Muslim immigrant Khizr Khan addressing the Democratic convention in Philadelphia.
By Amy Gibson-O’Brien
Khizr Khan, Gold star father and lawyer, and Charles M. Blow, columnist for The New York Times, spoke to a crowd of more than 1,500 at the annual American Civil Liberties Union of Massachusetts Bill of Rights Dinner Monday, May 15.
Both spoke of the ever-growing threats to freedom of speech and civil liberties in America and how to challenge those threats.
Blow said President Donald Trump “represents an attack on the fundamental supports of our democracy” and that he is “a man who’s [a] logical extension of toxic masculinity and ambient misogyny, racism and anti-intellectualism…of wealth worship.”
Khan, the 2017 Roger Baldwin Honoree, cited the current administration and Russia as threats to American democracy. He spoke of the children, veterans and elderly he has met “…who are afraid that their rights are endangered.” Khan advises ACLU will take care of them but to also call their local representatives. “Never underestimate the power of your voice, the power of your action,” said Khan.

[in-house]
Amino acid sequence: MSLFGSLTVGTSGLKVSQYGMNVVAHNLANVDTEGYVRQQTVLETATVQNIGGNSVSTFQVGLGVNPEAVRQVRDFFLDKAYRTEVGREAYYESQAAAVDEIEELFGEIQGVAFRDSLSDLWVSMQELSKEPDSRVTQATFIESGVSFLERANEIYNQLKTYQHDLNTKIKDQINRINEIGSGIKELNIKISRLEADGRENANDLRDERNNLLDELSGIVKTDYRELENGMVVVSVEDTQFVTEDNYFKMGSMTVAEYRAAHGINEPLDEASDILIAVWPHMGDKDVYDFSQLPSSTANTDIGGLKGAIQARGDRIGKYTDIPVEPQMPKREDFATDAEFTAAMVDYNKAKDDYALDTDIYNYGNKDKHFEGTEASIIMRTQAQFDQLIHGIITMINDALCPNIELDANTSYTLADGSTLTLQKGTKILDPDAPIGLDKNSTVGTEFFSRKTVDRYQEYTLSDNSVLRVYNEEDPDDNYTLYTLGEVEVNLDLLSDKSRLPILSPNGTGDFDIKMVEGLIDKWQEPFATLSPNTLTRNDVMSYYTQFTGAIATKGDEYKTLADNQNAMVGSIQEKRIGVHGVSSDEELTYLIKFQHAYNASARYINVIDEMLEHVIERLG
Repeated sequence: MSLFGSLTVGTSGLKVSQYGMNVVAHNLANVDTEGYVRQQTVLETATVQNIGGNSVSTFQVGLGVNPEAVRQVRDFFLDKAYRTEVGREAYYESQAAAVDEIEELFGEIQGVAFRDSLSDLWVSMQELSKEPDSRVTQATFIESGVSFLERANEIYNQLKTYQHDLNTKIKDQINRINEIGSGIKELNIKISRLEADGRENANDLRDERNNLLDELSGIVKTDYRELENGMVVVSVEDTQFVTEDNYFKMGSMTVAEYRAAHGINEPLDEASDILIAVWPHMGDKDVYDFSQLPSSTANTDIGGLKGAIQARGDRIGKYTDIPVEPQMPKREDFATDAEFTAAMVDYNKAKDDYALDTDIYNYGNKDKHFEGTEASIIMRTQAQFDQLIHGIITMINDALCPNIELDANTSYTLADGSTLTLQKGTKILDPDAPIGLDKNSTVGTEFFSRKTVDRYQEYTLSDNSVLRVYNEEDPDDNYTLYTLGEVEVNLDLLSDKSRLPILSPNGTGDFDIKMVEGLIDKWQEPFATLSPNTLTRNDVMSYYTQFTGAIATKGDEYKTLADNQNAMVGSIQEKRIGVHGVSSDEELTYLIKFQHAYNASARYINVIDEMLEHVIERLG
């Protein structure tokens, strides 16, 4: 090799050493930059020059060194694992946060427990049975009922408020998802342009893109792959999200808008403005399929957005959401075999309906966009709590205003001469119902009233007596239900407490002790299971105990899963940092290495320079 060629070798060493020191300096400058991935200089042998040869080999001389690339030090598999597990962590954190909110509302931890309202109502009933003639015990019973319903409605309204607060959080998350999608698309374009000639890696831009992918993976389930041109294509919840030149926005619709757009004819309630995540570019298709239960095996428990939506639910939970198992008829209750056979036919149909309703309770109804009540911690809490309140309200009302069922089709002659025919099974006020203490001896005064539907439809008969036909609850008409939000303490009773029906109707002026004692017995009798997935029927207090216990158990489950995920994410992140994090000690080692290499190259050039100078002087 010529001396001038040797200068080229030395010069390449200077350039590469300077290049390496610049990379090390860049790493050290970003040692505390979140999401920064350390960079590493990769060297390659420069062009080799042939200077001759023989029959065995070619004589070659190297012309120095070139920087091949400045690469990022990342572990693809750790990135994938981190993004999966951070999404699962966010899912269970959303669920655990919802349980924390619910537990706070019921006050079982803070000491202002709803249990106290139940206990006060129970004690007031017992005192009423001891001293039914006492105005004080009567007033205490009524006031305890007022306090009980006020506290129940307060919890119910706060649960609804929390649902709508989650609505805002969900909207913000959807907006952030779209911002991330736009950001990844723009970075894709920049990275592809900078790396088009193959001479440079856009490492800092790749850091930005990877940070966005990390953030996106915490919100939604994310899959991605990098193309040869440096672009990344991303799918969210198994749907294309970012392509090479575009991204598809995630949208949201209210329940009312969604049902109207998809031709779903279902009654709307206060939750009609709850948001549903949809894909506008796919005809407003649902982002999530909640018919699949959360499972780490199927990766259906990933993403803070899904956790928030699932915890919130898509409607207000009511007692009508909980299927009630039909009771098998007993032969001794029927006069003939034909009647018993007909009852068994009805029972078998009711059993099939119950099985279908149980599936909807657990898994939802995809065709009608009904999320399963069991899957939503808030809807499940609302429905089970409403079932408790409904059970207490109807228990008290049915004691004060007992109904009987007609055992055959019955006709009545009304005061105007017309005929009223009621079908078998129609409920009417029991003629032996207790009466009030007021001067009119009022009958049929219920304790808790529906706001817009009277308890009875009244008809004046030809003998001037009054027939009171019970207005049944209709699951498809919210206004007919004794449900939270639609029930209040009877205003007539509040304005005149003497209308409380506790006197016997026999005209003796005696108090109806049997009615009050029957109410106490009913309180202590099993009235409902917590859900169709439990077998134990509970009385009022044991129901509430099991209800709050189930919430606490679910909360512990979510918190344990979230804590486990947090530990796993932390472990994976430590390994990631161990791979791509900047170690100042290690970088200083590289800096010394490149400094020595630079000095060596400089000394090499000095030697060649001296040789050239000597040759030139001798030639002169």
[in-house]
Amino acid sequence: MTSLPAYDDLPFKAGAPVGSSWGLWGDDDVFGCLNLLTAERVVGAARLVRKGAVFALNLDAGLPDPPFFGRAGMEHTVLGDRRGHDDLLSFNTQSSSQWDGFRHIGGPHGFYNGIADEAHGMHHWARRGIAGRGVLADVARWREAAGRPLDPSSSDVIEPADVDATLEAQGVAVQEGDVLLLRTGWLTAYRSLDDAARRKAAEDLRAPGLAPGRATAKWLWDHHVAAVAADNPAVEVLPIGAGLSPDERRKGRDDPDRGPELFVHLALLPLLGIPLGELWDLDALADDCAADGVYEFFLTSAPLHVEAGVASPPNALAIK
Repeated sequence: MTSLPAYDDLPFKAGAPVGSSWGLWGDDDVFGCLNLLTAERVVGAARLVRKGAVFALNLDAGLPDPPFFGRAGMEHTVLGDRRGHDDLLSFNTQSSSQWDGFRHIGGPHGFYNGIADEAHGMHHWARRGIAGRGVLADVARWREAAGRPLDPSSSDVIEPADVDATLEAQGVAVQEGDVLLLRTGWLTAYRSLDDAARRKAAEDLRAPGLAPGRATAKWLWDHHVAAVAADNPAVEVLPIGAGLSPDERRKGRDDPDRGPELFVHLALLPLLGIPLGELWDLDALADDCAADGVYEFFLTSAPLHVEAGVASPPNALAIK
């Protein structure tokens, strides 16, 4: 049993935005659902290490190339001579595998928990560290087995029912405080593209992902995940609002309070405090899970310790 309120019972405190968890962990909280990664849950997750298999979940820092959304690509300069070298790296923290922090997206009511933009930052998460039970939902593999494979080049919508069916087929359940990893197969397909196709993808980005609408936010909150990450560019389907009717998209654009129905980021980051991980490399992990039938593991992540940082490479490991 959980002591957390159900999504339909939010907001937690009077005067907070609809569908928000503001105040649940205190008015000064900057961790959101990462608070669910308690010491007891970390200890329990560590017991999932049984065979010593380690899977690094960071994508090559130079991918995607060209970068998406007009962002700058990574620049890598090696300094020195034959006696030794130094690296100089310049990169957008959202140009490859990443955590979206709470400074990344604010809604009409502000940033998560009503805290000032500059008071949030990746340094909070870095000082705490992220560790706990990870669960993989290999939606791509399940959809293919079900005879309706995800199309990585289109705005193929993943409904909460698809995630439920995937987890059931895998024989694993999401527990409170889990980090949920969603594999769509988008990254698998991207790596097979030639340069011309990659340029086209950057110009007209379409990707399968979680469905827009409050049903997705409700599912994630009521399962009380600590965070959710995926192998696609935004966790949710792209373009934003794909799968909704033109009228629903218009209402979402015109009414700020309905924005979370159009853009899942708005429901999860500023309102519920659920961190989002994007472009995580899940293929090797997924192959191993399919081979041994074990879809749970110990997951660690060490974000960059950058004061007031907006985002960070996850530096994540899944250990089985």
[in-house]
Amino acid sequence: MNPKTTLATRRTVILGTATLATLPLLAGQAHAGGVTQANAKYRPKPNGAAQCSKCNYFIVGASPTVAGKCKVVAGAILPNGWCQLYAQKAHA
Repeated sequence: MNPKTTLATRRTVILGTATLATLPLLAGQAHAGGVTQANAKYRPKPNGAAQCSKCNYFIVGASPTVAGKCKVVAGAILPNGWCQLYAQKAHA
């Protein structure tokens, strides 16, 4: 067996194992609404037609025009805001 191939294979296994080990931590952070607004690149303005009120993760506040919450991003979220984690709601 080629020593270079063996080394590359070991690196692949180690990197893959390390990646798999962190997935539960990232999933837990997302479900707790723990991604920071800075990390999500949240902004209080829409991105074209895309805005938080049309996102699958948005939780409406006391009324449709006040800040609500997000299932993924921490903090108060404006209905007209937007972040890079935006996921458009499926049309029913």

In 2004 Khan’s son, Capt. Humayun Khan, died in a bomb explosion while on tour in Iraq. Humayun was honored after his death with a Purple Heart and Bronze Star. This earned the Khan family the right to fly a gold star, rather than blue, on their service flag. This is Khan’s 111th speech since most notably speaking out against Trump’s immigration policies at the 2016 Democratic National Convention. Khan continues to hold up a pocket copy of the Constitution that he iconically offered to read aloud to Trump at the Democratic National Convention.
Matthew Segal, legal director for the ACLU of Massachusetts also spoke at the event citing their recent victories against the Muslim travel ban as well as the wrongful convictions of over 21,000 cases in Bridgeman v. District Attorney for Suffolk County.
The event was the largest dinner in the ACLU of Massachusetts 97-year history, according to Executive Director Carol Rose. Benefactors sought to raise one million dollars on that night alone to allow ACLU to continue to defend civil rights and liberties. “Resistance is an act of radical, even revolutionary patriotism…resistance is essential and possibly existential,” said Blow.